The long-term goal of my laboratory is to understand the molecular mechanism(s) by which major developmental transitions are orchestrated. Although precise spatiotemporal regulation of gene expression is essential during these transitions, degradation of key regulators and the mRNAs from which they derive is also critical. Over 60% of the mRNAs associated with early C. elegans development are maternally contributed, of which ~30% will be degraded during the maternal-to-zygotic transition, or MZT, in the first few hours of embryogenesis. We hypothesize that C. elegans utilizes a large and diverse set (or sets) of endo siRNAs to target maternal mRNAs for degradation in early embryos. Any specific maternal transcript fated for degradation will include a target sequence that can be recognized by one or more of the large variety of these early embryo endo siRNAs. These endo siRNAs are derived from a family of highly related genes, some of which are known to be transcribed in early embryos. Central to this model is the Y24F12A.3/.4 locus (previously vet-5), one of the earliest known zygotic genes to be transcribed. We will test two possible mechanisms to explain efficient and robust en masse degradation of maternal mRNAs through endo siRNAs. Our preliminary results show: (1) Degradation of 6 hand-picked maternal mRNAs in C. elegans embryos requires generation of endogenous siRNAi. (2) Endo siRNA derived from the Y24F12A.3/.4 locus plays a central role in endo siRNA-mediated maternal mRNA degradation and embryogenesis. (3) Bioinformatic analyses identified common molecular features in some maternal mRNAs destined for degradation.
The Specific Aims are: (1) To determine whether the endo RNAi pathway functions in degradation of maternal mRNAs. We will take a genome-wide approach to identify mRNAs whose degradation is regulated by endo siRNAs, and Y24F12A.3/.4 siRNAs specifically. (2) To determine the function of Y24F12A.3/.4 in embryos. We will characterize the phenotype(s) of the newly generated Y24F12A.3/.4 null worm strain, with focus on maternal mRNA degradation. (3) To investigate the mechanism by which Y24F12A.3/.4 regulates degradation of maternal mRNAs. We will determine how endo siRNAs from this locus are generated, and how maternal mRNA degradation is affected. We test for direct sequence recognition between siRNA and target transcript. This proposal is highly significant and innovative. Innovations include (1) the concept that the proposed work seeks to establish is novel, (2) the involvement of highly repetitive genes/pseudogenes in the clearance of maternal mRNA during MZT is novel, (3) and the use of state-of-the-art genomic techniques, including RNA-seq and small- RNA-seq of small samples. This model, if true, will shift the paradigm for understanding not only the function of endo siRNAs, but also developmental transitions which require en masse degradation of existing mRNAs. The proposed work may uncover a novel gene regulatory mechanism that has a huge impact in our understanding of development beyond C. elegans.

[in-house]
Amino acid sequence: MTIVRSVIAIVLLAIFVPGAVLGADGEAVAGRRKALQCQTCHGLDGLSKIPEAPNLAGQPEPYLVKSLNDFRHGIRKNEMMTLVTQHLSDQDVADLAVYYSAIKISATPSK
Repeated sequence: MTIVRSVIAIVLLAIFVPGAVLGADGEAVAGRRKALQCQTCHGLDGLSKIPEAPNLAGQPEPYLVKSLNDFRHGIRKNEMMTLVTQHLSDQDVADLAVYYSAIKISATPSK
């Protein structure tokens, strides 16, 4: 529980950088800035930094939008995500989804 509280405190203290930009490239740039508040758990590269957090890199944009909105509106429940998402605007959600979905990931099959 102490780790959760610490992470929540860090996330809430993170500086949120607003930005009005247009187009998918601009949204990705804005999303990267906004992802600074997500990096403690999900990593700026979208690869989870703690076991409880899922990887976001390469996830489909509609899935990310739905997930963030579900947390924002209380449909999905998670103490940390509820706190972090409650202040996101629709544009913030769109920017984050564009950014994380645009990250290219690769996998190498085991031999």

Public Health Relevance

Very small pieces of RNA are now known to play key regulatory roles - usually by turning specific genes off - in almost every aspect of biology, including embryonic development, tissue homeostasis, aging, and many different disease states, including cancer. This research project uses a small model organism of only 1000 cells to examine the role of a specific subset of small RNAs in early embryonic development when many of the mRNAs that were loaded into the egg to drive early embryogenesis need to be removed to permit normal embryogenesis to continue. Our results may well uncover new small RNA functions which are relevant to their function(s) in other biological processes, including regeneration and disease.

National Institute of Health (NIH)
National Institute of General Medical Sciences (NIGMS)
Research Project (R01)
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Development - 1 Study Section (DEV1)
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Hoodbhoy, Tanya
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University of Texas Sw Medical Center Dallas
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Dehghan, Esmaeil; Zhang, Yiqiang; Saremi, Bahar et al. (2017) Hydralazine induces stress resistance and extends C. elegans lifespan by activating the NRF2/SKN-1 signalling pathway. Nat Commun 8:2223
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Oldenbroek, Marieke; Robertson, Scott M; Guven-Ozkan, Tugba et al. (2013) Regulation of maternal Wnt mRNA translation in C. elegans embryos. Development 140:4614-23

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